(My average WPM (words per minute) didn’t immediately drop to its lowest as I was still occasionally chicken pecking at first.)

It took me a very long time to get back to where I was before switching because I just don’t type enough. The most I type at one time is usually an iMessage. But despite the long learning time, it was still very much worth it. My hands feel better, but mostly it’s just really really handy not having to look down from my computer screen to my keyboard when typing.

So if you’re not a touch typist and have been considering learning how I’d highly recommend it. It really wasn’t as tough as I had expected.

Categories
Me Technology

The Setup of 2014

I’m a big fan of The Setup. It’s “a collection of nerdy interviews asking people from all walks of life what they use to get the job done.” So in the spirit of it, I’ve decided to do my own. And plan on doing one each year to keep track of how my ‘setup’ changes. You can see my 2013 one here.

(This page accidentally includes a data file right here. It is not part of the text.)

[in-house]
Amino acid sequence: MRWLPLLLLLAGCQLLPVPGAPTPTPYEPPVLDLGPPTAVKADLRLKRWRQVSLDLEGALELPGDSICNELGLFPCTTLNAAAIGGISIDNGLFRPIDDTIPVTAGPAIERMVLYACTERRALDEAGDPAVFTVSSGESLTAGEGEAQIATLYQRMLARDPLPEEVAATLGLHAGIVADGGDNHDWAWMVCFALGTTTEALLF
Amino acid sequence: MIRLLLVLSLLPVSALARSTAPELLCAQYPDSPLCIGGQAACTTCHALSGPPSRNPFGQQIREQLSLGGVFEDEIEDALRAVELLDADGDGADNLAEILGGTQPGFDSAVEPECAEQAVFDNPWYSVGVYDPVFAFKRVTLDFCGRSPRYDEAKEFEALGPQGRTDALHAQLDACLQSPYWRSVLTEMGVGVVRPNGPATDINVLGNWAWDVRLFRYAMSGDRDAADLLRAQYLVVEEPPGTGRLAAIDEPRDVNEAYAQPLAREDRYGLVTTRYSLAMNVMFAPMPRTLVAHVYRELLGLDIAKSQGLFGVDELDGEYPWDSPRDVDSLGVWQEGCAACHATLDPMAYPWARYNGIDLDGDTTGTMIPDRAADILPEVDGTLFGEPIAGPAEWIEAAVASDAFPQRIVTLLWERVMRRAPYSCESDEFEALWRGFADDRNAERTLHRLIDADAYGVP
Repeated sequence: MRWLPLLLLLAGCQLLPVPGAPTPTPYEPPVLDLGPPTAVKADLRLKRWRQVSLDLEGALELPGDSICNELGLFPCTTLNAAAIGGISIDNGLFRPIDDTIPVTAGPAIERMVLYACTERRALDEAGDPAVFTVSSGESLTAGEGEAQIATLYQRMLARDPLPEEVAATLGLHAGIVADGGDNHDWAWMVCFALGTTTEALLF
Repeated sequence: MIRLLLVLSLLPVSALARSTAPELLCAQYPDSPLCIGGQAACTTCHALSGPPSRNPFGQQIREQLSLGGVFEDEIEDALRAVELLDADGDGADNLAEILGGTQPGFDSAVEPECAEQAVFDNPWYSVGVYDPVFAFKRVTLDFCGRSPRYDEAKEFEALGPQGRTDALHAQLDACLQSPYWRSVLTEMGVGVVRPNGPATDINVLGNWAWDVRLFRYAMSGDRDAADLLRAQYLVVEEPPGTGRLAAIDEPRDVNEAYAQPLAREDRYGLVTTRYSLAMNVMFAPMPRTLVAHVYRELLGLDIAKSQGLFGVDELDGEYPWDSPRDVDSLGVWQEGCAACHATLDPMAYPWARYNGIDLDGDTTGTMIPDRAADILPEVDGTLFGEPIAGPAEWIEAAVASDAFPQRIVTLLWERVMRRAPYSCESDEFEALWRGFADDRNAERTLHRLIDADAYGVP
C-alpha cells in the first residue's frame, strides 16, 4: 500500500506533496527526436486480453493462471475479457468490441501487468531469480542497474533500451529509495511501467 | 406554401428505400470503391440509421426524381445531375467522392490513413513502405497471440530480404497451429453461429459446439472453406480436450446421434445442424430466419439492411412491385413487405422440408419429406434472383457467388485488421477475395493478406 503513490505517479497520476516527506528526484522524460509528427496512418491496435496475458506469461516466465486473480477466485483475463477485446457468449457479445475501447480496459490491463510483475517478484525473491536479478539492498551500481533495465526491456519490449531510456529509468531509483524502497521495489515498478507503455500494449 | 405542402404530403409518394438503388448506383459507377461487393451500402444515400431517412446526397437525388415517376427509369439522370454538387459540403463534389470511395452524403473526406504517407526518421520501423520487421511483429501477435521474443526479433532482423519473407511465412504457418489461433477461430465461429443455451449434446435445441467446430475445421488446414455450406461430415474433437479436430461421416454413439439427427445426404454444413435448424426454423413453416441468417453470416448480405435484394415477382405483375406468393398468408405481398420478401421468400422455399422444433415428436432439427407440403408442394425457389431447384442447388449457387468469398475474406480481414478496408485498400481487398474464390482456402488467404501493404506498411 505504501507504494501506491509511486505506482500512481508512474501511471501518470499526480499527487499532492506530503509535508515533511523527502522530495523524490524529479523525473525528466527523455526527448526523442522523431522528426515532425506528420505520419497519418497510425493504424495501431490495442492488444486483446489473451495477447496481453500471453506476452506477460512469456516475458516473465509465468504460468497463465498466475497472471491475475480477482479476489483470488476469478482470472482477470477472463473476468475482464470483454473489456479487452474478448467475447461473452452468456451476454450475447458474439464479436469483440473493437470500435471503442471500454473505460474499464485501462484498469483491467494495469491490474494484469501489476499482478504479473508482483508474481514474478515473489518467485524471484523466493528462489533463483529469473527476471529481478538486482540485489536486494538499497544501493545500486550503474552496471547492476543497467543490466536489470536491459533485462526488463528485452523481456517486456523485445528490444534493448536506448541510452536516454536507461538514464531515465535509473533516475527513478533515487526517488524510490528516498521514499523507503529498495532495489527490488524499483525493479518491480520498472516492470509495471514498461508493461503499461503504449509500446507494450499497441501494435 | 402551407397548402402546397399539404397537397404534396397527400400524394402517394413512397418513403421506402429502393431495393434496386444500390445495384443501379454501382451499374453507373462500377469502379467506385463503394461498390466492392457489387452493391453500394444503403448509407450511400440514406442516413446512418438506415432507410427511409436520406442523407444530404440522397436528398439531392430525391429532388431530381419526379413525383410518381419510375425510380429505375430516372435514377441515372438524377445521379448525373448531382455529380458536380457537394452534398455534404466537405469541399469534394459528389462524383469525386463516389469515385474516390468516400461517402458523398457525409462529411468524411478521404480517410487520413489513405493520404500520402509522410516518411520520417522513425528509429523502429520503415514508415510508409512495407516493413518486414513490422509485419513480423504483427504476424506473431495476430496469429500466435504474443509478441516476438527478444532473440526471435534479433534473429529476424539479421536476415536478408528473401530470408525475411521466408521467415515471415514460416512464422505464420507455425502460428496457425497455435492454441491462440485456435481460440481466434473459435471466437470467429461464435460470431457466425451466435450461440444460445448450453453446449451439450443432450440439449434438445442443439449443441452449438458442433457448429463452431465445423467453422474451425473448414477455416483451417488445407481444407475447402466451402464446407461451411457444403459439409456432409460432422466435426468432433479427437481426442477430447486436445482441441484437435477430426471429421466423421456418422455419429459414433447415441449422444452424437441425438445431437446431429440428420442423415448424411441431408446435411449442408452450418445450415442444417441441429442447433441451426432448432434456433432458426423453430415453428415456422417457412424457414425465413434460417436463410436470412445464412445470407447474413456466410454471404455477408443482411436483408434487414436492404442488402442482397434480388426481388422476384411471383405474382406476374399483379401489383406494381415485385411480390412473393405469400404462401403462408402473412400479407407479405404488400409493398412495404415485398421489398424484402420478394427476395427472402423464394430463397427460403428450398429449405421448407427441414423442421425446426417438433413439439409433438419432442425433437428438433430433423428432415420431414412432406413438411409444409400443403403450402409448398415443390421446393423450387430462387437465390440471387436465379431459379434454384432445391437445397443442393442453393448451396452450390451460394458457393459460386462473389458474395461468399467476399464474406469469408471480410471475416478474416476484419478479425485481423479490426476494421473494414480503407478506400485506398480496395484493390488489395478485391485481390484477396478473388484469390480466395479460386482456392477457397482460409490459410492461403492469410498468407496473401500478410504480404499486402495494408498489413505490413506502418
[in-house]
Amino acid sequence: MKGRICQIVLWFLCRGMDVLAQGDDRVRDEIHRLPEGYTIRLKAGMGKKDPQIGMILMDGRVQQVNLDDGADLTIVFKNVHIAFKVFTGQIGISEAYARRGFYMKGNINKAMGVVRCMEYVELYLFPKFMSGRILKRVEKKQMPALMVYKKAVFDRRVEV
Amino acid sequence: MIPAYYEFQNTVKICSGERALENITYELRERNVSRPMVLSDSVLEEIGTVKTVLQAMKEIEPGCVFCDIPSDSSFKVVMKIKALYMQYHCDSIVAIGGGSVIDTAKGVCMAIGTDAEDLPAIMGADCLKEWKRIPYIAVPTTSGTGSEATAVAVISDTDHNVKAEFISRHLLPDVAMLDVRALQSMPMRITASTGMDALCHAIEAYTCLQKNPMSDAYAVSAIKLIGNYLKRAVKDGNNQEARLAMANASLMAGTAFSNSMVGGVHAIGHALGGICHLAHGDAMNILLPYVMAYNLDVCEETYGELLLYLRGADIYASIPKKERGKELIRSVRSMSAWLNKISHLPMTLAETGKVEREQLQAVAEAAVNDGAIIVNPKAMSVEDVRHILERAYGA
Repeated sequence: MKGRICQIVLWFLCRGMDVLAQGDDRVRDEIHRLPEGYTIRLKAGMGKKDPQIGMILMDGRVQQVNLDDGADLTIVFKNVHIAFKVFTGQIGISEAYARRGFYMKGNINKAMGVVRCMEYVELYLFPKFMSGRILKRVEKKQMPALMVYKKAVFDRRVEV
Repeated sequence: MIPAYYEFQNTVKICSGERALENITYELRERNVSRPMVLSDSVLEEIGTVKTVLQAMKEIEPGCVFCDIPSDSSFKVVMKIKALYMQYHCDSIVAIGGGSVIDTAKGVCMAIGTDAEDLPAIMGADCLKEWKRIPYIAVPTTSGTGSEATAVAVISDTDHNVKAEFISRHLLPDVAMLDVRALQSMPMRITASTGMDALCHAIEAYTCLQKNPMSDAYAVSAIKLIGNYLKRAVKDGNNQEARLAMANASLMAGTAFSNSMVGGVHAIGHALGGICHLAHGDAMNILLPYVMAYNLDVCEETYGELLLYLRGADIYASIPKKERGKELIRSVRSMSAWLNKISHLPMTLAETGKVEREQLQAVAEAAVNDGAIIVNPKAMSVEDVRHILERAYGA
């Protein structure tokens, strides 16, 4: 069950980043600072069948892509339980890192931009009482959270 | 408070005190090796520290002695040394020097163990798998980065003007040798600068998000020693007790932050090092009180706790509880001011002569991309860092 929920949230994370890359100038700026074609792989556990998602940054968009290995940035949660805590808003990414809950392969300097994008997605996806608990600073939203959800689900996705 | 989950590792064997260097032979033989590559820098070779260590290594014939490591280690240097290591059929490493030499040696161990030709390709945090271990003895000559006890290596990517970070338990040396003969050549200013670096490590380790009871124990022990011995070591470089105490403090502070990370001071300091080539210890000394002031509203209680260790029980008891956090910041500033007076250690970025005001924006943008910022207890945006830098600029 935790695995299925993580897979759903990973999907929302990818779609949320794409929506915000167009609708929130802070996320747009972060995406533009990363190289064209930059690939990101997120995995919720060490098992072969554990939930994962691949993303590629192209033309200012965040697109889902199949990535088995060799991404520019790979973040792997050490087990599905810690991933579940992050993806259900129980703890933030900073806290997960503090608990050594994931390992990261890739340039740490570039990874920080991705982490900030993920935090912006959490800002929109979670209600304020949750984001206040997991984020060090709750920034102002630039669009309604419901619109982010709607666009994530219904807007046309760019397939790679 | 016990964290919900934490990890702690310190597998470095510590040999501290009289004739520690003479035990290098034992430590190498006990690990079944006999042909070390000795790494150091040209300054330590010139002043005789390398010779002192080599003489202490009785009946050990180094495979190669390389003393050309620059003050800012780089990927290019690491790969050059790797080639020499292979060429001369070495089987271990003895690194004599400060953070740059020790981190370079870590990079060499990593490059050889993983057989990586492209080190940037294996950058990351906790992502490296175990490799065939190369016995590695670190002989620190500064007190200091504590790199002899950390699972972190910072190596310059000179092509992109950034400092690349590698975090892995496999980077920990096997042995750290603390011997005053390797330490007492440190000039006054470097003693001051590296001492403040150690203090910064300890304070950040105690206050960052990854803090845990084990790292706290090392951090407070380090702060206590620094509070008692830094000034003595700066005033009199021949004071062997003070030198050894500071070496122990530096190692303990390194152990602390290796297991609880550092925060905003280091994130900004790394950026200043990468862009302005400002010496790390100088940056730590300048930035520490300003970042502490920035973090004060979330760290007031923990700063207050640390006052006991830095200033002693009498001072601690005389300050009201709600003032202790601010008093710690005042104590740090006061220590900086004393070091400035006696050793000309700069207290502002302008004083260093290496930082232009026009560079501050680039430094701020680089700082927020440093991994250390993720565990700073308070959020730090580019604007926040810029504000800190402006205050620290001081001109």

What hardware do you use?

Me and my 15-inch Retina Macbook Pro (mid 2012, 2.6GHz Intel i7, 16GB RAM) shuttle between my University dorm and parents house.

At my desk at the dorm is an Apple Thunderbolt Display, Happy Hacking Keyboard Pro 2, Logitech G500 mouse, Razer Goliathus large mouse mat, and Beyerdynamic T90 headphones.

At home there’s a Apple Thunderbolt Display, Happy Hacking Keyboard Lite 2, Logitech G500S mouse, Sennheiser HD 380 Pro headphones, Synology DS411j NAS and a Herman Miller Aeron chair. I also have a Mac mini (late 2014, 2.6GHz Dual-Core Intel Core i5, 8GB RAM, 1TB HDD) which I use as a home server and as a Plex client, along with four Roku 3’s hooked up to TV’s around the house to access Plex. I also have a PS3 (slim model) and Apple TV (3rd generation Rev. A).